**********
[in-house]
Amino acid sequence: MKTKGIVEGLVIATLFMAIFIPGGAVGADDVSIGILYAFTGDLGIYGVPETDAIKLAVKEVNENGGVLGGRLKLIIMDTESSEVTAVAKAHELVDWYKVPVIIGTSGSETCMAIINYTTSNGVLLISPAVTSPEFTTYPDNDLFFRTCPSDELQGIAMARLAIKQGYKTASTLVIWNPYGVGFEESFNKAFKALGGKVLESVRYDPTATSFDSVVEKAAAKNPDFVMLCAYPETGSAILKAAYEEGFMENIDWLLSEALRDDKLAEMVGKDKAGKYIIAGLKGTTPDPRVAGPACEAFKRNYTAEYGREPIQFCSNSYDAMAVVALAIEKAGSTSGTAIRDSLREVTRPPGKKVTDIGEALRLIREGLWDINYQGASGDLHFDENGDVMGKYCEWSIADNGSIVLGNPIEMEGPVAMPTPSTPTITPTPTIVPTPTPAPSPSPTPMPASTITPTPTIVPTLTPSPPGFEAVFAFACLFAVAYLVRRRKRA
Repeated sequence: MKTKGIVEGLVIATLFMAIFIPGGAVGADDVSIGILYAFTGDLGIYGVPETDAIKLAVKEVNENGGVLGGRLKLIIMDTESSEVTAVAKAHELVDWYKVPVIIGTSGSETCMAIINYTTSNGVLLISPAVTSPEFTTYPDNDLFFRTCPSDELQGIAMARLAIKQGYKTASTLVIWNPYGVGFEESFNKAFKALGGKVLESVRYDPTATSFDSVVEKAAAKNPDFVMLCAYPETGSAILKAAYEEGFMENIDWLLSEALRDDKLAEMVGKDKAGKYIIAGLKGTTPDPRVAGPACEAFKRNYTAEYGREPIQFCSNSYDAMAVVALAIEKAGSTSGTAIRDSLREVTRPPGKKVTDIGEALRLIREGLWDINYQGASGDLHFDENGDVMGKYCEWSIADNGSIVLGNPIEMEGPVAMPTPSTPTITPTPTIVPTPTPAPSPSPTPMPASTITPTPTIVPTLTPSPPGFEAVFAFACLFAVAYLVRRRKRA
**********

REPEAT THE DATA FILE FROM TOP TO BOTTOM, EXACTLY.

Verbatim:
[in-house]
Amino acid sequence: MKTKGIVEGLVIATLFMAIFIPGGAVGADDVSIGILYAFTGDLGIYGVPETDAIKLAVKEVNENGGVLGGRLKLIIMDTESSEVTAVAKAHELVDWYKVPVIIGTSGSETCMAIINYTTSNGVLLISPAVTSPEFTTYPDNDLFFRTCPSDELQGIAMARLAIKQGYKTASTLVIWNPYGVGFEESFNKAFKALGGKVLESVRYDPTATSFDSVVEKAAAKNPDFVMLCAYPETGSAILKAAYEEGFMENIDWLLSEALRDDKLAEMVGKDKAGKYIIAGLKGTTPDPRVAGPACEAFKRNYTAEYGREPIQFCSNSYDAMAVVALAIEKAGSTSGTAIRDSLREVTRPPGKKVTDIGEALRLIREGLWDINYQGASGDLHFDENGDVMGKYCEWSIADNGSIVLGNPIEMEGPVAMPTPSTPTITPTPTIVPTPTPAPSPSPTPMPASTITPTPTIVPTLTPSPPGFEAVFAFACLFAVAYLVRRRKRA
Repeated sequence: MKTKGIVEGLVIATLFMAIFIPGGAVGADDVSIGILYAFTGDLGIYGVPETDAIKLAVKEVNENGGVLGGRLKLIIMDTESSEVTAVAKAHELVDWYKVPVIIGTSGSETCMAIINYTTSNGVLLISPAVTSPEFTTYPDNDLFFRTCPSDELQGIAMARLAIKQGYKTASTLVIWNPYGVGFEESFNKAFKALGGKVLESVRYDPTATSFDSVVEKAAAKNPDFVMLCAYPETGSAILKAAYEEGFMENIDWLLSEALRDDKLAEMVGKDKAGKYIIAGLKGTTPDPRVAGPACEAFKRNYTAEYGREPIQFCSNSYDAMAVVALAIEKAGSTSGTAIRDSLREVTRPPGKKVTDIGEALRLIREGLWDINYQGASGDLHFDENGDVMGKYCEWSIADNGSIVLGNPIEMEGPVAMPTPSTPTITPTPTIVPTPTPAPSPSPTPMPASTITPTPTIVPTLTPSPPGFEAVFAFACLFAVAYLVRRRKRA